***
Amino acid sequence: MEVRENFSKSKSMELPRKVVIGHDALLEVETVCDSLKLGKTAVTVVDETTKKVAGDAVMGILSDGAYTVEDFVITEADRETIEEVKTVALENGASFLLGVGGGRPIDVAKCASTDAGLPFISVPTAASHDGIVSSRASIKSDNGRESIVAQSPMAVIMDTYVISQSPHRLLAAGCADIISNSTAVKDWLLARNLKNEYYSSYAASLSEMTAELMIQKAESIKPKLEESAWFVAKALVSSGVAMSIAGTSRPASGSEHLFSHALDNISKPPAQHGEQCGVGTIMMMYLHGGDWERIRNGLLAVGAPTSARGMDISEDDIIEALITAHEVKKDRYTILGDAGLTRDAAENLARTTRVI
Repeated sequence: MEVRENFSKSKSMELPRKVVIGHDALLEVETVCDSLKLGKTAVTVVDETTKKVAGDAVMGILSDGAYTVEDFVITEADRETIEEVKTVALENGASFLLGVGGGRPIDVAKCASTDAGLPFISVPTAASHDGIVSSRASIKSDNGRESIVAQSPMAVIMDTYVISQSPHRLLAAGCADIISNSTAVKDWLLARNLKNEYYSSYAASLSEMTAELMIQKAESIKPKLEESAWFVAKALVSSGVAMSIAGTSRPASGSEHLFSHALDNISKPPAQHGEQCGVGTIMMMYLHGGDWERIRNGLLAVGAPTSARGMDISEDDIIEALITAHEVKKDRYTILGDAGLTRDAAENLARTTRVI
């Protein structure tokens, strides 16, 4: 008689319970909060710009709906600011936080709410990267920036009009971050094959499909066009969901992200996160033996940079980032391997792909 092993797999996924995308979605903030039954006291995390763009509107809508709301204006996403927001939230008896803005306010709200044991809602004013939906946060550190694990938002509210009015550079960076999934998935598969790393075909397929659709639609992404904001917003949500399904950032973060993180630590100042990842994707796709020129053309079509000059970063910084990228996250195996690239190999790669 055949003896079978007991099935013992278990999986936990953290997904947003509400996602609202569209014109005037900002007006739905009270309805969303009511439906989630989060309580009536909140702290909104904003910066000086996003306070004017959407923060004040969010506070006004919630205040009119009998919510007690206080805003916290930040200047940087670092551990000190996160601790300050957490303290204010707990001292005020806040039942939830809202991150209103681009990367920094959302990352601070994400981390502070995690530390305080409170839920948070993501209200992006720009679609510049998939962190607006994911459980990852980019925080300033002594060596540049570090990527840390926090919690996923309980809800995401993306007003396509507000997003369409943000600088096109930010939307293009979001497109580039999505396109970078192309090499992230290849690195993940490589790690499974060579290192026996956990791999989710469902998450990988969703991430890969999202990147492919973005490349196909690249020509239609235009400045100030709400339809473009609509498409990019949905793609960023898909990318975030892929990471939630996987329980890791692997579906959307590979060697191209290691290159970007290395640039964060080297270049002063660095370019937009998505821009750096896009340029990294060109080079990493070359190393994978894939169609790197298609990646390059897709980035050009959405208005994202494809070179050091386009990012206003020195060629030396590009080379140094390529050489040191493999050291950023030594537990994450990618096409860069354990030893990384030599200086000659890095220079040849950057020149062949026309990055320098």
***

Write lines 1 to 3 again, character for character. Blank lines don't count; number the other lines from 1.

Amino acid sequence: MEVRENFSKSKSMELPRKVVIGHDALLEVETVCDSLKLGKTAVTVVDETTKKVAGDAVMGILSDGAYTVEDFVITEADRETIEEVKTVALENGASFLLGVGGGRPIDVAKCASTDAGLPFISVPTAASHDGIVSSRASIKSDNGRESIVAQSPMAVIMDTYVISQSPHRLLAAGCADIISNSTAVKDWLLARNLKNEYYSSYAASLSEMTAELMIQKAESIKPKLEESAWFVAKALVSSGVAMSIAGTSRPASGSEHLFSHALDNISKPPAQHGEQCGVGTIMMMYLHGGDWERIRNGLLAVGAPTSARGMDISEDDIIEALITAHEVKKDRYTILGDAGLTRDAAENLARTTRVI
Repeated sequence: MEVRENFSKSKSMELPRKVVIGHDALLEVETVCDSLKLGKTAVTVVDETTKKVAGDAVMGILSDGAYTVEDFVITEADRETIEEVKTVALENGASFLLGVGGGRPIDVAKCASTDAGLPFISVPTAASHDGIVSSRASIKSDNGRESIVAQSPMAVIMDTYVISQSPHRLLAAGCADIISNSTAVKDWLLARNLKNEYYSSYAASLSEMTAELMIQKAESIKPKLEESAWFVAKALVSSGVAMSIAGTSRPASGSEHLFSHALDNISKPPAQHGEQCGVGTIMMMYLHGGDWERIRNGLLAVGAPTSARGMDISEDDIIEALITAHEVKKDRYTILGDAGLTRDAAENLARTTRVI
């Protein structure tokens, strides 16, 4: 008689319970909060710009709906600011936080709410990267920036009009971050094959499909066009969901992200996160033996940079980032391997792909 092993797999996924995308979605903030039954006291995390763009509107809508709301204006996403927001939230008896803005306010709200044991809602004013939906946060550190694990938002509210009015550079960076999934998935598969790393075909397929659709639609992404904001917003949500399904950032973060993180630590100042990842994707796709020129053309079509000059970063910084990228996250195996690239190999790669 055949003896079978007991099935013992278990999986936990953290997904947003509400996602609202569209014109005037900002007006739905009270309805969303009511439906989630989060309580009536909140702290909104904003910066000086996003306070004017959407923060004040969010506070006004919630205040009119009998919510007690206080805003916290930040200047940087670092551990000190996160601790300050957490303290204010707990001292005020806040039942939830809202991150209103681009990367920094959302990352601070994400981390502070995690530390305080409170839920948070993501209200992006720009679609510049998939962190607006994911459980990852980019925080300033002594060596540049570090990527840390926090919690996923309980809800995401993306007003396509507000997003369409943000600088096109930010939307293009979001497109580039999505396109970078192309090499992230290849690195993940490589790690499974060579290192026996956990791999989710469902998450990988969703991430890969999202990147492919973005490349196909690249020509239609235009400045100030709400339809473009609509498409990019949905793609960023898909990318975030892929990471939630996987329980890791692997579906959307590979060697191209290691290159970007290395640039964060080297270049002063660095370019937009998505821009750096896009340029990294060109080079990493070359190393994978894939169609790197298609990646390059897709980035050009959405208005994202494809070179050091386009990012206003020195060629030396590009080379140094390529050489040191493999050291950023030594537990994450990618096409860069354990030893990384030599200086000659890095220079040849950057020149062949026309990055320098």